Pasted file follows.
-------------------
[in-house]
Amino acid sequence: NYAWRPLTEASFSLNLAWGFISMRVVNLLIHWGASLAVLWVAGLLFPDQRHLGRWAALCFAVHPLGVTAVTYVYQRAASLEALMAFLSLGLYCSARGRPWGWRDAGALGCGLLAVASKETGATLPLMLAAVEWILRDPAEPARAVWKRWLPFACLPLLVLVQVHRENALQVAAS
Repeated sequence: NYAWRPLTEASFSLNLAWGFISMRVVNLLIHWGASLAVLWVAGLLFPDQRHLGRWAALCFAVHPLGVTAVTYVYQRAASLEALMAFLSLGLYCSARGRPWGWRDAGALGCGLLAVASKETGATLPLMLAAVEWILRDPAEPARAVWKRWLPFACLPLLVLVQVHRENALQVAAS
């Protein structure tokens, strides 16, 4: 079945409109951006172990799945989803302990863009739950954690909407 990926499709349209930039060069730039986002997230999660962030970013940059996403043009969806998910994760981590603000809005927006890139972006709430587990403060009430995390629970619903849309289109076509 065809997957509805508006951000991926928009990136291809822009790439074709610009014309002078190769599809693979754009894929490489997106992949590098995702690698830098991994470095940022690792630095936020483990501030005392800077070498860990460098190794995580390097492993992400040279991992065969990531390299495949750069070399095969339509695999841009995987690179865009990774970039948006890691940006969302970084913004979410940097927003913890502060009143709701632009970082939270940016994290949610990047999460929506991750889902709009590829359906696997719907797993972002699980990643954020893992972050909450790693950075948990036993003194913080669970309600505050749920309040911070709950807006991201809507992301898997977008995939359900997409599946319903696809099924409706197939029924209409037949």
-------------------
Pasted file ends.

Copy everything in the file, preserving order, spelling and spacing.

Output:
[in-house]
Amino acid sequence: NYAWRPLTEASFSLNLAWGFISMRVVNLLIHWGASLAVLWVAGLLFPDQRHLGRWAALCFAVHPLGVTAVTYVYQRAASLEALMAFLSLGLYCSARGRPWGWRDAGALGCGLLAVASKETGATLPLMLAAVEWILRDPAEPARAVWKRWLPFACLPLLVLVQVHRENALQVAAS
Repeated sequence: NYAWRPLTEASFSLNLAWGFISMRVVNLLIHWGASLAVLWVAGLLFPDQRHLGRWAALCFAVHPLGVTAVTYVYQRAASLEALMAFLSLGLYCSARGRPWGWRDAGALGCGLLAVASKETGATLPLMLAAVEWILRDPAEPARAVWKRWLPFACLPLLVLVQVHRENALQVAAS
């Protein structure tokens, strides 16, 4: 079945409109951006172990799945989803302990863009739950954690909407 990926499709349209930039060069730039986002997230999660962030970013940059996403043009969806998910994760981590603000809005927006890139972006709430587990403060009430995390629970619903849309289109076509 065809997957509805508006951000991926928009990136291809822009790439074709610009014309002078190769599809693979754009894929490489997106992949590098995702690698830098991994470095940022690792630095936020483990501030005392800077070498860990460098190794995580390097492993992400040279991992065969990531390299495949750069070399095969339509695999841009995987690179865009990774970039948006890691940006969302970084913004979410940097927003913890502060009143709701632009970082939270940016994290949610990047999460929506991750889902709009590829359906696997719907797993972002699980990643954020893992972050909450790693950075948990036993003194913080669970309600505050749920309040911070709950807006991201809507992301898997977008995939359900997409599946319903696809099924409706197939029924209409037949």